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Best Practice Terminal Server User Setup

Last response: in Windows 2000/NT
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April 15, 2004 4:54:03 AM

Archived from groups: microsoft.public.windowsnt.terminalserver.applications,microsoft.public.windowsnt.terminalserver.setup (More info?)

I have a terminal server hosting a web application accessed by 20 thin
clients. Currently, there is only 1 terminal server user account set up.
Whoever connected to the terminal server will be using the same credential
for authenticating to the TS. Users will then be authenticated to the
application by entering their specific name set up at the application level.

The advantage of this set up is simplicity. I don't have to create new user
name for additional thin clients. No matter there are 20, 30 or even 50
terminals, 1 user account on the server can do the job.

The disadvantage I can see so far is mainly the difficulties in managing the
connected clients. You cannot easily identify them as they are all using
the same user name. Even the IP addresses are dynamically assigned. Also, I
realized that when I logged on to the server console using the shared
account, I found that the performance is much slower than when I logged on
as administrator or another non-generic user. I am worrying about some
specific application data being mixed up as well when having one generic
account with multiplie sessions logged on concurrently.

Now I have to decide should I continue to use one generic account for all
terminal users, or create separate one for each terminal. Can some experts
please shed some light?

Cheers,

Joe
Anonymous
April 15, 2004 2:57:09 PM

Archived from groups: microsoft.public.windowsnt.terminalserver.applications,microsoft.public.windowsnt.terminalserver.setup (More info?)

that throws security and auditing right out the window.

Rick
April 15, 2004 4:14:06 PM

Archived from groups: microsoft.public.windowsnt.terminalserver.applications,microsoft.public.windowsnt.terminalserver.setup (More info?)

> that throws security and auditing right out the window.

Rick,

Thanks for your opinion. That's why I said I needed advice from experts.
But I cannot agree totally that security would be completely neglected. In
my situation, IE6. would be started automatically when a user connects. I
have locked down the browser completely and force it to run in kiosk mode.
The session will be closed when the browser terminates. Second, the
application will authenticate users when the browser load up the application
page.

In the case of Citrix, it generates a lot of anonymous users.
Administrators still cannot easily determine who is anon001.

Joe
Related resources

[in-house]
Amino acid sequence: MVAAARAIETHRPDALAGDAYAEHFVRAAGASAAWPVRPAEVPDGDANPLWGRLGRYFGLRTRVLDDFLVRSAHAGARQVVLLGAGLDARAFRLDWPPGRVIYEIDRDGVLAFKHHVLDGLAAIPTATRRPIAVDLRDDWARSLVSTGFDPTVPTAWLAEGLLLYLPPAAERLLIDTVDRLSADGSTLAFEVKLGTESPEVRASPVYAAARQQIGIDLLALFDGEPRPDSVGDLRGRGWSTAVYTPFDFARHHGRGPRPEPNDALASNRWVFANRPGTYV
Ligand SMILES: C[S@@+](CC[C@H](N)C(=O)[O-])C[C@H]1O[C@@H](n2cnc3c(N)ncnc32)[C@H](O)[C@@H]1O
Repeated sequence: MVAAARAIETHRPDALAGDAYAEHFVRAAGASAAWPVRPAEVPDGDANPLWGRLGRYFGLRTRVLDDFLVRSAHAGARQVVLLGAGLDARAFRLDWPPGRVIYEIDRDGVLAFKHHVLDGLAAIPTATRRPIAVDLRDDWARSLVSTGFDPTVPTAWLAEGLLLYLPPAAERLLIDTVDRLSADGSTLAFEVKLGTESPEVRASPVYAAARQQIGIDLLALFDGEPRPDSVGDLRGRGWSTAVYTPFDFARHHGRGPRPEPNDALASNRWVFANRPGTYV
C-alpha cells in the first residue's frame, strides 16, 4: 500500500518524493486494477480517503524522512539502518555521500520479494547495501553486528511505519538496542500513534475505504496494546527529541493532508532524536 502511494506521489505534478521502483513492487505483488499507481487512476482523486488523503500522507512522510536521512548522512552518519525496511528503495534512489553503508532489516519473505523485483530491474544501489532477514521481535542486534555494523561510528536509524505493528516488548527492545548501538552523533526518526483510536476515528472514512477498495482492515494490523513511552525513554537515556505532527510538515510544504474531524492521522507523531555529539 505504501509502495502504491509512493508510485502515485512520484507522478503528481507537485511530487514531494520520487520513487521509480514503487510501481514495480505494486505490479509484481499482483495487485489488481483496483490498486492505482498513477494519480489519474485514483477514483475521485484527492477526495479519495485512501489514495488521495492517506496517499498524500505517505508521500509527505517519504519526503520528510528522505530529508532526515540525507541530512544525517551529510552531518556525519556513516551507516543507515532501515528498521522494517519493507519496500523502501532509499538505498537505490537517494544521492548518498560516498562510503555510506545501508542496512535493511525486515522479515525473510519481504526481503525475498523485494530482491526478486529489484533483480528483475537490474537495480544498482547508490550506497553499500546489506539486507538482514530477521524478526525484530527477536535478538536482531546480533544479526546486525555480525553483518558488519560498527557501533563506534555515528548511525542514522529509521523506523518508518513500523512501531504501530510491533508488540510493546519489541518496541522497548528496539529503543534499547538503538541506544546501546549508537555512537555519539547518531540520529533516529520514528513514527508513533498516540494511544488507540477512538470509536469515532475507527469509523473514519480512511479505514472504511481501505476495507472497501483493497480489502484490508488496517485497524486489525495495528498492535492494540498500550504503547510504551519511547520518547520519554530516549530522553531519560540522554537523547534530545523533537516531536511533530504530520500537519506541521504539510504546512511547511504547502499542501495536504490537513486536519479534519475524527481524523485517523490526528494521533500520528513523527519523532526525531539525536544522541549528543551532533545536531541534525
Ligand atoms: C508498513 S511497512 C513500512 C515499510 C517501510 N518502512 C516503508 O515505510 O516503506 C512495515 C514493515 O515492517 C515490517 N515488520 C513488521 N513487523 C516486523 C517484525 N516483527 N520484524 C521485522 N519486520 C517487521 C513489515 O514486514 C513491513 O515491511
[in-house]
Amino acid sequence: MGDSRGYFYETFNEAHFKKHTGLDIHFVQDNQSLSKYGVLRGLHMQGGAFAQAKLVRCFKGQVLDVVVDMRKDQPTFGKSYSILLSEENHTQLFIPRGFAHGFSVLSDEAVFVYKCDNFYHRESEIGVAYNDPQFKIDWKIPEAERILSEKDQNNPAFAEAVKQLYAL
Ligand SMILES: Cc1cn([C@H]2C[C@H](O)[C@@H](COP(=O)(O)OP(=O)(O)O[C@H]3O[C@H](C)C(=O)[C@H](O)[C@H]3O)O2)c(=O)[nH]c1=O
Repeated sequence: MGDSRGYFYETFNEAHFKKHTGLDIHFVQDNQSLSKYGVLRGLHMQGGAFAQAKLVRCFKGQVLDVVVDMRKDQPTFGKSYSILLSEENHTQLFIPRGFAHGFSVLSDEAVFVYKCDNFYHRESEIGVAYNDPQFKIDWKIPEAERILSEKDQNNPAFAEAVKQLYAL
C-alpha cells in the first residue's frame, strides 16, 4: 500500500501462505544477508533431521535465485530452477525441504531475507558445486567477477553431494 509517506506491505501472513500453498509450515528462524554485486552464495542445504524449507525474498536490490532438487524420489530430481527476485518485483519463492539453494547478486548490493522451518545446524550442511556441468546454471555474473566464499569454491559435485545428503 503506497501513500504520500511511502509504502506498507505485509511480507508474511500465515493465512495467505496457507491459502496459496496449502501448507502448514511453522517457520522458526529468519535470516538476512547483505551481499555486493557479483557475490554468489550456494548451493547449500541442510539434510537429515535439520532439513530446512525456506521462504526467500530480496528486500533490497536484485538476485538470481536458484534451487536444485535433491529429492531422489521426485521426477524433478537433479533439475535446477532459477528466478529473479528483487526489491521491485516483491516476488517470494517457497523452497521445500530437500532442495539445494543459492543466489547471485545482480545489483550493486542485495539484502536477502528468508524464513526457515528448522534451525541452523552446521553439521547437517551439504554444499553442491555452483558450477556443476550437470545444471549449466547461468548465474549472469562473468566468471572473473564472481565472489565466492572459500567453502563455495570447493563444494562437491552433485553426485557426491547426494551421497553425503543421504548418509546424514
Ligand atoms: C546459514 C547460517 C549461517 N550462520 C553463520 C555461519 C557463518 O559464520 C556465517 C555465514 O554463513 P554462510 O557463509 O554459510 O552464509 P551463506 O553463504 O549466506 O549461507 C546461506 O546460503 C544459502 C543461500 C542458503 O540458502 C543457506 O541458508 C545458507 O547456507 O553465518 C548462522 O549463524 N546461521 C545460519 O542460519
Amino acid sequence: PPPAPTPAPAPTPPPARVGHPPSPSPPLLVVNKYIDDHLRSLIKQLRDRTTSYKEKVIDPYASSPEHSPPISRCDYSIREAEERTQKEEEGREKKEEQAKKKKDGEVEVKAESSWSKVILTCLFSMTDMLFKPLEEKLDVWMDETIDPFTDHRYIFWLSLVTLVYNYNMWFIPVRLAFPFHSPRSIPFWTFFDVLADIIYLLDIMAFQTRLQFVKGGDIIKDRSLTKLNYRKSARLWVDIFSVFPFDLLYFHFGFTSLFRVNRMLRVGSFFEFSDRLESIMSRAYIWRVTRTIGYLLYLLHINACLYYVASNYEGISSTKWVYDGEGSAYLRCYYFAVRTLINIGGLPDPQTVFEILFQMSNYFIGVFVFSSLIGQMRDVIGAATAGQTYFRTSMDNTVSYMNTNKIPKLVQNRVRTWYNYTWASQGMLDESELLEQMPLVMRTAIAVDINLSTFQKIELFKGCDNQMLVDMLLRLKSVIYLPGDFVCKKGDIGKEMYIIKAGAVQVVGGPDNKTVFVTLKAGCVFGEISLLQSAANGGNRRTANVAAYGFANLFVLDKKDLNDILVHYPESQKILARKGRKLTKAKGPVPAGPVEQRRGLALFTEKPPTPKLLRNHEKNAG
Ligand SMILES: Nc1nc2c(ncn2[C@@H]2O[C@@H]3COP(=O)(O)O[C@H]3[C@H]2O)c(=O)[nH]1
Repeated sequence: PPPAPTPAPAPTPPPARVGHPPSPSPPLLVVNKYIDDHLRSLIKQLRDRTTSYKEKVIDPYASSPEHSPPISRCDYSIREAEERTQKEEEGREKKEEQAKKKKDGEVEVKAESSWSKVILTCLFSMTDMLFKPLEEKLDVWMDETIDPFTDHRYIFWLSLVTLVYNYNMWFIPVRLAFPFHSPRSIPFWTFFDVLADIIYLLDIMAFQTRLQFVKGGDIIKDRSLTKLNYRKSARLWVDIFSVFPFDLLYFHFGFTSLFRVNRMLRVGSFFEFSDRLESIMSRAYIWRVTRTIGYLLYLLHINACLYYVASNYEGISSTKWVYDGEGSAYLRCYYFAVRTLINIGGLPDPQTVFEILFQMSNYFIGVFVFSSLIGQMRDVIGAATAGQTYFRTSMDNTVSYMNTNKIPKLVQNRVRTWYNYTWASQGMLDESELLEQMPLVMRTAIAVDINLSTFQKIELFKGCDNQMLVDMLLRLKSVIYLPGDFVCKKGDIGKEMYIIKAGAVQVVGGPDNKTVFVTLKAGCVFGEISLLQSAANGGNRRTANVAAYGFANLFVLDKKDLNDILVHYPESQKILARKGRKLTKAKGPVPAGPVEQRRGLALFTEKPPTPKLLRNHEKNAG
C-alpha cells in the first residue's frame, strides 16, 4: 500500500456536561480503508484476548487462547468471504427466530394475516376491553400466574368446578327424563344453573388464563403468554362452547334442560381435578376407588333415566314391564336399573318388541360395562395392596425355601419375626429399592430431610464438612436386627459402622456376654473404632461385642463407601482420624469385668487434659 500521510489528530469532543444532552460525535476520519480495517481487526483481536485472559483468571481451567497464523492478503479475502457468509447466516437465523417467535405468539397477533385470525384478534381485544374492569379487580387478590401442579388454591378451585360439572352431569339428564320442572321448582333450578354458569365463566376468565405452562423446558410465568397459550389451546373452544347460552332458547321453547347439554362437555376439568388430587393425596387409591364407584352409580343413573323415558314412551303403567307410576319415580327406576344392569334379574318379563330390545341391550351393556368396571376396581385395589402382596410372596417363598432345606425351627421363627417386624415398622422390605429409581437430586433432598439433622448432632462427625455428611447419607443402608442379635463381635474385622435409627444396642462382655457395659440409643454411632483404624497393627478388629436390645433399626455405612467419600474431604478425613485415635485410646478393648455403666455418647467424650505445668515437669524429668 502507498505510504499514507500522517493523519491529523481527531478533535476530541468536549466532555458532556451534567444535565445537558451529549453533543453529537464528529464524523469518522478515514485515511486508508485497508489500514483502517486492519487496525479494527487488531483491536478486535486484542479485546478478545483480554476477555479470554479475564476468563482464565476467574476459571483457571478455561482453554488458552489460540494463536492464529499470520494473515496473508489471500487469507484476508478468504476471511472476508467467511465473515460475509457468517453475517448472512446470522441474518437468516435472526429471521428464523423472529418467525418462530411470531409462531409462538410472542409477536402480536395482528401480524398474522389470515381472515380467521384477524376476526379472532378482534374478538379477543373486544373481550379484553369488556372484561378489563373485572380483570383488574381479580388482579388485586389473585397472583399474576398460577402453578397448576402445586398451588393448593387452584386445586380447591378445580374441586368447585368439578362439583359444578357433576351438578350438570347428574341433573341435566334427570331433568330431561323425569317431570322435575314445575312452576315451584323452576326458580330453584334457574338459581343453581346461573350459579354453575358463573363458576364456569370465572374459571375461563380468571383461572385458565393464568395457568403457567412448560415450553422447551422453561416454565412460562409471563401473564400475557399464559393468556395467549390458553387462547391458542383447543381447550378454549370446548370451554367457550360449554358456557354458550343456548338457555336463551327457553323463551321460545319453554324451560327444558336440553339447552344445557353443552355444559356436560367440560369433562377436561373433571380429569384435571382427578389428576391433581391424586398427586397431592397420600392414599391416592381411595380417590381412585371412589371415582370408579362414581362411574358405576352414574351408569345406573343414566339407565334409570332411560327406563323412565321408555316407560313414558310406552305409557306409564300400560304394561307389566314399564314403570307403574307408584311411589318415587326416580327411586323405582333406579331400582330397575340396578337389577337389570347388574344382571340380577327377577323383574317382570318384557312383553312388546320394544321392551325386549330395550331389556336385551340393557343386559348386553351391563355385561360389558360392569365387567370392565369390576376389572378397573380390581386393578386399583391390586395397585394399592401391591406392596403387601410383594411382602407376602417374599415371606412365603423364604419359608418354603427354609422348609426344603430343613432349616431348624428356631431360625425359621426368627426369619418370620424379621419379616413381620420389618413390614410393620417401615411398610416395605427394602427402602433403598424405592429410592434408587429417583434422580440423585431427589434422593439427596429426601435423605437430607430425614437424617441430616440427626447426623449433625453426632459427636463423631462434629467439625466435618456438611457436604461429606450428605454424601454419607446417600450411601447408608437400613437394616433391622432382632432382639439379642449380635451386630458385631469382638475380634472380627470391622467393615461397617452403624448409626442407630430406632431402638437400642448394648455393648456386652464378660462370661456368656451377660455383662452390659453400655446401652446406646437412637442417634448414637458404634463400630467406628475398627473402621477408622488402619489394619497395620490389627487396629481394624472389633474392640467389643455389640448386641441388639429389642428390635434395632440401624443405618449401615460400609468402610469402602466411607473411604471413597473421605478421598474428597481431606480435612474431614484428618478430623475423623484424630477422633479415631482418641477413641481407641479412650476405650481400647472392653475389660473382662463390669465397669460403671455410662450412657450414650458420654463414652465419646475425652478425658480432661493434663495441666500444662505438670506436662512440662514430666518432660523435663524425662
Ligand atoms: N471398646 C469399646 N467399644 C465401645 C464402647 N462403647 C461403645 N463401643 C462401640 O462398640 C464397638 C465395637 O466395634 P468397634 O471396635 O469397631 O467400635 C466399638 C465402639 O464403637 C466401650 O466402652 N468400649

Anonymous
April 16, 2004 3:14:29 PM

Archived from groups: microsoft.public.windowsnt.terminalserver.applications,microsoft.public.windowsnt.terminalserver.setup (More info?)

yours might be a special case

so you are using TS to serve IE6 to anon users to autheticate via Citrix
web interface to published apps? When autheticating to the published
app are they then using a unique username and secure password?

what are they interfacing to the TS with? I asked b.c. they could run
their browser locally and attached to the published apps that way and
save some CPU cycles.

Rick
Anonymous
April 19, 2004 3:14:50 PM

Archived from groups: microsoft.public.windowsnt.terminalserver.applications,microsoft.public.windowsnt.terminalserver.setup (More info?)

Do the applications inherit the Windows Account for authenication?

If so then any activity logged int hat application will be logged as one
user - could be problematic if you need to tack user behavoiur metrics in
that application.

Security is non-exisitent. Authentication, Access and Auditing are all
assigned to one user.

New Moon (Tarantella) Canaveral Allows you to easily set up applications and
user accounts. Relativiely Cheap compared to Citrix - less complicated to
manage as administrator. It has built in security model.

Lindsay



"JP" <NO_SPAM_PLEASE_pangjo@netzero.com> wrote in message
news:%23D3EtWqIEHA.3308@tk2msftngp13.phx.gbl...
> I have a terminal server hosting a web application accessed by 20 thin
> clients. Currently, there is only 1 terminal server user account set up.
> Whoever connected to the terminal server will be using the same credential
> for authenticating to the TS. Users will then be authenticated to the
> application by entering their specific name set up at the application
level.
>
> The advantage of this set up is simplicity. I don't have to create new
user
> name for additional thin clients. No matter there are 20, 30 or even 50
> terminals, 1 user account on the server can do the job.
>
> The disadvantage I can see so far is mainly the difficulties in managing
the
> connected clients. You cannot easily identify them as they are all using
> the same user name. Even the IP addresses are dynamically assigned. Also,
I
> realized that when I logged on to the server console using the shared
> account, I found that the performance is much slower than when I logged on
> as administrator or another non-generic user. I am worrying about some
> specific application data being mixed up as well when having one generic
> account with multiplie sessions logged on concurrently.
>
> Now I have to decide should I continue to use one generic account for all
> terminal users, or create separate one for each terminal. Can some
experts
> please shed some light?
>
> Cheers,
>
> Joe
>
>
!